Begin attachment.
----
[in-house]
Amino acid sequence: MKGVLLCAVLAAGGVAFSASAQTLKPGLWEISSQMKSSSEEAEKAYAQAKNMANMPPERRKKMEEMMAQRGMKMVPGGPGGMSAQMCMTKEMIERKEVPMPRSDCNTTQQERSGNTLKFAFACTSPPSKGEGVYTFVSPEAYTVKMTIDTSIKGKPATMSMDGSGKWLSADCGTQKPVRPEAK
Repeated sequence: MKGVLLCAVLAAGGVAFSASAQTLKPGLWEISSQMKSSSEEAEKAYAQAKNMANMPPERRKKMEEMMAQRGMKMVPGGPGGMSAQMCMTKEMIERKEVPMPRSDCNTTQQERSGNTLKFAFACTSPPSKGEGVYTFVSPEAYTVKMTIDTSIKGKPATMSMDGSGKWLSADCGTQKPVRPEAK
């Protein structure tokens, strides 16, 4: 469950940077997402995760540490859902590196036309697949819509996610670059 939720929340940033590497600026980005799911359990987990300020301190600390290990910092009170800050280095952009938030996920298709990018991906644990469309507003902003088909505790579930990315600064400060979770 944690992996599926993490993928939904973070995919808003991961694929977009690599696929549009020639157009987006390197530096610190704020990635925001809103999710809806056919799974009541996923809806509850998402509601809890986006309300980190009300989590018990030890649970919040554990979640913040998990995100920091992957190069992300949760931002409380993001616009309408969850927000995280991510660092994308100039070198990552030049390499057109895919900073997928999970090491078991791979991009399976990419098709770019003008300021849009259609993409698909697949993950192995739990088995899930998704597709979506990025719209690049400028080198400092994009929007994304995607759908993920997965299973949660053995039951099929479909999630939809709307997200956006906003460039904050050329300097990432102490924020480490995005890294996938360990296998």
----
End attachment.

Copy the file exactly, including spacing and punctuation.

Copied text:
[in-house]
Amino acid sequence: MKGVLLCAVLAAGGVAFSASAQTLKPGLWEISSQMKSSSEEAEKAYAQAKNMANMPPERRKKMEEMMAQRGMKMVPGGPGGMSAQMCMTKEMIERKEVPMPRSDCNTTQQERSGNTLKFAFACTSPPSKGEGVYTFVSPEAYTVKMTIDTSIKGKPATMSMDGSGKWLSADCGTQKPVRPEAK
Repeated sequence: MKGVLLCAVLAAGGVAFSASAQTLKPGLWEISSQMKSSSEEAEKAYAQAKNMANMPPERRKKMEEMMAQRGMKMVPGGPGGMSAQMCMTKEMIERKEVPMPRSDCNTTQQERSGNTLKFAFACTSPPSKGEGVYTFVSPEAYTVKMTIDTSIKGKPATMSMDGSGKWLSADCGTQKPVRPEAK
């Protein structure tokens, strides 16, 4: 469950940077997402995760540490859902590196036309697949819509996610670059 939720929340940033590497600026980005799911359990987990300020301190600390290990910092009170800050280095952009938030996920298709990018991906644990469309507003902003088909505790579930990315600064400060979770 944690992996599926993490993928939904973070995919808003991961694929977009690599696929549009020639157009987006390197530096610190704020990635925001809103999710809806056919799974009541996923809806509850998402509601809890986006309300980190009300989590018990030890649970919040554990979640913040998990995100920091992957190069992300949760931002409380993001616009309408969850927000995280991510660092994308100039070198990552030049390499057109895919900073997928999970090491078991791979991009399976990419098709770019003008300021849009259609993409698909697949993950192995739990088995899930998704597709979506990025719209690049400028080198400092994009929007994304995607759908993920997965299973949660053995039951099929479909999630939809709307997200956006906003460039904050050329300097990432102490924020480490995005890294996938360990296998």